Early mobilization in the pediatric intensive care unit

Tracie C. Walker, Sapna R. Kudchadkar

Research output: Contribution to journalReview articlepeer-review

7 Scopus citations


Survivors of critical illness often experience multiple morbidities that start in the intensive care unit and impact their quality of life after discharge. Reduced physical function, cognitive decline, feeding disorders, and psychological stress are just a few of the potential complications. Many of these morbidities can lead to a reduced quality of life and lifelong impediments. Early mobilization, an intervention that is intended to maintain or restore musculoskeletal strength in the critically ill, has the potential to also yield positive psychological and cognitive benefits. In adults, early mobilization has been shown to be safe, decrease the incidence of delirium, and decrease length of stay. Early mobilization of the pediatric critically ill patient is still a novel topic with a growing body of research. This article will review the current literature on early mobilization of the pediatric critically ill patient.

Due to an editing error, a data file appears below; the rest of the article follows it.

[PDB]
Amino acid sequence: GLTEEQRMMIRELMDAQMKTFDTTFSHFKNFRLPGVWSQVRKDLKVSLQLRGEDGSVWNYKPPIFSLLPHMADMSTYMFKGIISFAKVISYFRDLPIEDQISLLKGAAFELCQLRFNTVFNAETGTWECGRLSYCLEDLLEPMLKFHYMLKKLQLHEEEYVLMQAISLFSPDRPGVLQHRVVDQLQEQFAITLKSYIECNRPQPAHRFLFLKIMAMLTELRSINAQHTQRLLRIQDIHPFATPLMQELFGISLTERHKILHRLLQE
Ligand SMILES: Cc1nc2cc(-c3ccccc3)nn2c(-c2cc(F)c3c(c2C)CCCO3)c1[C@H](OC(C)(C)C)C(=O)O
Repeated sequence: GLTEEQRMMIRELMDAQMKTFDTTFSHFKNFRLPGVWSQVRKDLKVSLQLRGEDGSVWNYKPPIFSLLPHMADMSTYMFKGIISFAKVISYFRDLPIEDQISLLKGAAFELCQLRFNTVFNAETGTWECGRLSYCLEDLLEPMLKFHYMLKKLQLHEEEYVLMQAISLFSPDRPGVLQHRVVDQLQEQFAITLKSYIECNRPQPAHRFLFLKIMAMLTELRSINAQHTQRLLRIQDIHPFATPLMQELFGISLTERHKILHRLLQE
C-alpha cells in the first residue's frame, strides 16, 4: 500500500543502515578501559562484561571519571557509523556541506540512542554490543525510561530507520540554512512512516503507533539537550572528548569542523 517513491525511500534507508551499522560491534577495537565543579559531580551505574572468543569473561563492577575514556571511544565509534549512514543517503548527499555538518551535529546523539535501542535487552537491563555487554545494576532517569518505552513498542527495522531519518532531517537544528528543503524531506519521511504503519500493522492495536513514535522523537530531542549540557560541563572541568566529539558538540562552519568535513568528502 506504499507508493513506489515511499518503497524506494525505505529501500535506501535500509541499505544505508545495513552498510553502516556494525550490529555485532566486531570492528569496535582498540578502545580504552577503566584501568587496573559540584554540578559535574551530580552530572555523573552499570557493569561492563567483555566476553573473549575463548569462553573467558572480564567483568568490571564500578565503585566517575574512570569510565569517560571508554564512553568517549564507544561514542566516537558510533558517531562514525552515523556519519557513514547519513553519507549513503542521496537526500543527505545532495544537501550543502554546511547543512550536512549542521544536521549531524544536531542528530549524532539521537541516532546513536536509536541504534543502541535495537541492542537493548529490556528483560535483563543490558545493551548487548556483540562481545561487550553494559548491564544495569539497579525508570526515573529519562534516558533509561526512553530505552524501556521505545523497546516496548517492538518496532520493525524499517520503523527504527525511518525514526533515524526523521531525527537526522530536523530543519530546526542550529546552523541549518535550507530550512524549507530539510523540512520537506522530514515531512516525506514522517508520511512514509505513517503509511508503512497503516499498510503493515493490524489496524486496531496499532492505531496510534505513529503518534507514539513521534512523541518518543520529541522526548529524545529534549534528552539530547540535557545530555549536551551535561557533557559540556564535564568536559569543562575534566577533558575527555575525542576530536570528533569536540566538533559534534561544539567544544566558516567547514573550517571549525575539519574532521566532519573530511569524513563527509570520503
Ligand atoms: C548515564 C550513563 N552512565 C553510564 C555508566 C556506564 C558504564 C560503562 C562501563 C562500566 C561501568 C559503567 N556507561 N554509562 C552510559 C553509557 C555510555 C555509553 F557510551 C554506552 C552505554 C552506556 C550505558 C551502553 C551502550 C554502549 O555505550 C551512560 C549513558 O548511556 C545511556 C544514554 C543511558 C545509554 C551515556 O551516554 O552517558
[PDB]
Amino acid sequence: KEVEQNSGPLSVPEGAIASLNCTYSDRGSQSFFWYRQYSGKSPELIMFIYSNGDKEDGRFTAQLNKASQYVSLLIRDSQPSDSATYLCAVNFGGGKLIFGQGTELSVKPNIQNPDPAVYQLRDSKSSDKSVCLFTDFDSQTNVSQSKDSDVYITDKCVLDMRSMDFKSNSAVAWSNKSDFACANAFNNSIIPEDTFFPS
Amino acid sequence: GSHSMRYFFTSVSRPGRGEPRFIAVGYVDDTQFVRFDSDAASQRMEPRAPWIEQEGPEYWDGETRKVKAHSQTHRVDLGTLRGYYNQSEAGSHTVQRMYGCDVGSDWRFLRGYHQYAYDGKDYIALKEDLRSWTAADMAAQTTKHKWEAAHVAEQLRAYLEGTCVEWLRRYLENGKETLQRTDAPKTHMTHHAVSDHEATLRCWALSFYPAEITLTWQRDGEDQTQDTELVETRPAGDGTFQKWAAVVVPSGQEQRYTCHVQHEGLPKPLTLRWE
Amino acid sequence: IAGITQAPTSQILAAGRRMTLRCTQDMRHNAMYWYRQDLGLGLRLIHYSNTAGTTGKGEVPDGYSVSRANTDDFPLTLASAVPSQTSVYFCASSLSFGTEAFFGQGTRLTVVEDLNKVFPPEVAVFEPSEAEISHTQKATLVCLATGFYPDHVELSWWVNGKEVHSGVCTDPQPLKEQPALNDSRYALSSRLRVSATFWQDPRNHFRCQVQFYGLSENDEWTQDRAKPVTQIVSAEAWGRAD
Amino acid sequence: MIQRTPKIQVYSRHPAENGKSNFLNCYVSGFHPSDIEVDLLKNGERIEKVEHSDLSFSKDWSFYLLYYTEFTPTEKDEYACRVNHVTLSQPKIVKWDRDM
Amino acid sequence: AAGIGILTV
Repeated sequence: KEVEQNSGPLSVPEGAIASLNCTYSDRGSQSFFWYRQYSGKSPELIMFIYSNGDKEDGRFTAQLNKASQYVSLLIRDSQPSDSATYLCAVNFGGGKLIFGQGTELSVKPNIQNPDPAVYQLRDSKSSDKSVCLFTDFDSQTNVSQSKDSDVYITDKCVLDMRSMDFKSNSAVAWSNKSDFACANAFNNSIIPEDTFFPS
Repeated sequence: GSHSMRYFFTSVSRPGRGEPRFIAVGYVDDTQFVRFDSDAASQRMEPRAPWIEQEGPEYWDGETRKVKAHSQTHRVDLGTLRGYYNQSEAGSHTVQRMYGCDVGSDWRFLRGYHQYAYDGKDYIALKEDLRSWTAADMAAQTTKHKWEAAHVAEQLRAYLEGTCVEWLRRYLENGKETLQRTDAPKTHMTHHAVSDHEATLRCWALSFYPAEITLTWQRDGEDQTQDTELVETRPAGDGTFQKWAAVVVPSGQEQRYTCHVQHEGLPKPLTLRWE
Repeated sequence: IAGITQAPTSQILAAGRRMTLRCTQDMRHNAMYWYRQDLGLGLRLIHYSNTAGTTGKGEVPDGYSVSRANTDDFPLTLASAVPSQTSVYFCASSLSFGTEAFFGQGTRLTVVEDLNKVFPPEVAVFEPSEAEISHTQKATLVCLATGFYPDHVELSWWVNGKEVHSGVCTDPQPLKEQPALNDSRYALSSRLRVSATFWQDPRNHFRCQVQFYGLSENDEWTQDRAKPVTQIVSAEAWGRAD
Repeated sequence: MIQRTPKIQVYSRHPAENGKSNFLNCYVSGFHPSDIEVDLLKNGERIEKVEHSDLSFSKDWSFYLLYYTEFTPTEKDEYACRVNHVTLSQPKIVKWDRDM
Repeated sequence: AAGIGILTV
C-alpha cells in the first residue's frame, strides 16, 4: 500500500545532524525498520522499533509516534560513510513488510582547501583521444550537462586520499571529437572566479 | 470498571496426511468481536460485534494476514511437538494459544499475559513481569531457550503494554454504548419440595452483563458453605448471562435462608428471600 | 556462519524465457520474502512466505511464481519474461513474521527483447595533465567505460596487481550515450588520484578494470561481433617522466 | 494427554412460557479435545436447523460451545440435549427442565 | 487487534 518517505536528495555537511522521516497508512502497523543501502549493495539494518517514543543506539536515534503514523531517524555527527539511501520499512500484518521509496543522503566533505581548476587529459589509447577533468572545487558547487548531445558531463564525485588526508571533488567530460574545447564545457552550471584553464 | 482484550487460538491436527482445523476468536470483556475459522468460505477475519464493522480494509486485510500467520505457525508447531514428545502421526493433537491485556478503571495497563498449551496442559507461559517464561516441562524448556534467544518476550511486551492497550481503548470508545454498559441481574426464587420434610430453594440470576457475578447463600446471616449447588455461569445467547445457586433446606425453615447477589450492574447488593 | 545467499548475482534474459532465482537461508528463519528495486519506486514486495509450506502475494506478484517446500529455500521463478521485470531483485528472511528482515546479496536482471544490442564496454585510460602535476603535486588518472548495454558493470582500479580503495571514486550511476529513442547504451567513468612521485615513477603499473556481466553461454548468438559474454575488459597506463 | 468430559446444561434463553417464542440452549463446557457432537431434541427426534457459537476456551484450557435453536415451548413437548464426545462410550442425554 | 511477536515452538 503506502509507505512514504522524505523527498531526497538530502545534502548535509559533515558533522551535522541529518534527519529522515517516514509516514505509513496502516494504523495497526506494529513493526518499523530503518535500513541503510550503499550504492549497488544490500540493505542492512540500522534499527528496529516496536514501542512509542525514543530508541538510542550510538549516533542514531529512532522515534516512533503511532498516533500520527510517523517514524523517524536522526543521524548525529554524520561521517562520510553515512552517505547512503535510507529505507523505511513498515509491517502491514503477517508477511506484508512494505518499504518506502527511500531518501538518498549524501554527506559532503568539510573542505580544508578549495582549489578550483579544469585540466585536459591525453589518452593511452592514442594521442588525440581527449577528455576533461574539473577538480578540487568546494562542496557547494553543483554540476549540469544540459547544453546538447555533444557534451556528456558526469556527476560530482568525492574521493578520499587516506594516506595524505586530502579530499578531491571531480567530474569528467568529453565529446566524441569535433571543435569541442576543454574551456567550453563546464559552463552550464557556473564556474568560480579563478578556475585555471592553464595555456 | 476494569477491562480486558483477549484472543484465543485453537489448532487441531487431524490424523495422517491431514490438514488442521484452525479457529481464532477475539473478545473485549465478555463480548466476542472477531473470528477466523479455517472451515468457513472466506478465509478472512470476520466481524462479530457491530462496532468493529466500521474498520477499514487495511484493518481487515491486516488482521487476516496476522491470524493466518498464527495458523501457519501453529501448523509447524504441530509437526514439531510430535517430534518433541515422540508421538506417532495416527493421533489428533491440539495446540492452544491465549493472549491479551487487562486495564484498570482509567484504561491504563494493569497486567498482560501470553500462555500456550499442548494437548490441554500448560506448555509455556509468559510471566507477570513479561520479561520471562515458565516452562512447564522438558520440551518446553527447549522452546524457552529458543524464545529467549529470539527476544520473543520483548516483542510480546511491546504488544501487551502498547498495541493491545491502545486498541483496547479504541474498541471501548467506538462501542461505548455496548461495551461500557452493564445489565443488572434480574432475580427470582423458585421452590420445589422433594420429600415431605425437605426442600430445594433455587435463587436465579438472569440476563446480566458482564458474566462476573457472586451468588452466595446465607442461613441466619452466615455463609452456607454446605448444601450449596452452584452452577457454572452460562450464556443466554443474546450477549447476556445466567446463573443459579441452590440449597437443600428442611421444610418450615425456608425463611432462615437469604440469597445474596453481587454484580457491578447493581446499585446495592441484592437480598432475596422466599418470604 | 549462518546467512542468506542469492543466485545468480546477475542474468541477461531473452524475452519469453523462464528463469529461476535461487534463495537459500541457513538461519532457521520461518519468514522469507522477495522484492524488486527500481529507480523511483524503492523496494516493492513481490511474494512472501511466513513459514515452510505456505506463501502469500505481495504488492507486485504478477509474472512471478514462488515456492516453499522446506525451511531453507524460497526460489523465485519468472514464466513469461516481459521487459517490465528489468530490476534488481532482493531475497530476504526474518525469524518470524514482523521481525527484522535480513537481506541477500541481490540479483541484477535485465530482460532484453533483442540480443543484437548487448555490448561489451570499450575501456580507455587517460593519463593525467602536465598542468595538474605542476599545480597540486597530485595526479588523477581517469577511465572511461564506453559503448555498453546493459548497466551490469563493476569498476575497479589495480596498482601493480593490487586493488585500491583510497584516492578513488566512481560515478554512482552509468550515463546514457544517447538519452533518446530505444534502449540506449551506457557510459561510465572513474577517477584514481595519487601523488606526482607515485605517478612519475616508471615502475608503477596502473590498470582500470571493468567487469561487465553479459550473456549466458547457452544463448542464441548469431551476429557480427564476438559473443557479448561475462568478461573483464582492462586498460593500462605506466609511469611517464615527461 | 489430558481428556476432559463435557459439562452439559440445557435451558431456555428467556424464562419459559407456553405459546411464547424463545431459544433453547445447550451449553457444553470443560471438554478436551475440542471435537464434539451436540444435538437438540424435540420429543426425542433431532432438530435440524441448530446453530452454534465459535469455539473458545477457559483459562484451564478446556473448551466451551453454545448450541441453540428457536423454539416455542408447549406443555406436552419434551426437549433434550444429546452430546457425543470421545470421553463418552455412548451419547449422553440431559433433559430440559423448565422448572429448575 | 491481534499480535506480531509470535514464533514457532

Original languageEnglish (US)
Pages (from-to)308-313
Number of pages6
JournalTranslational Pediatrics
Issue number4
StatePublished - Oct 2018


  • Critical illness
  • Early mobilization
  • Pediatrics
  • Rehabilitation

ASJC Scopus subject areas

  • Pediatrics, Perinatology, and Child Health


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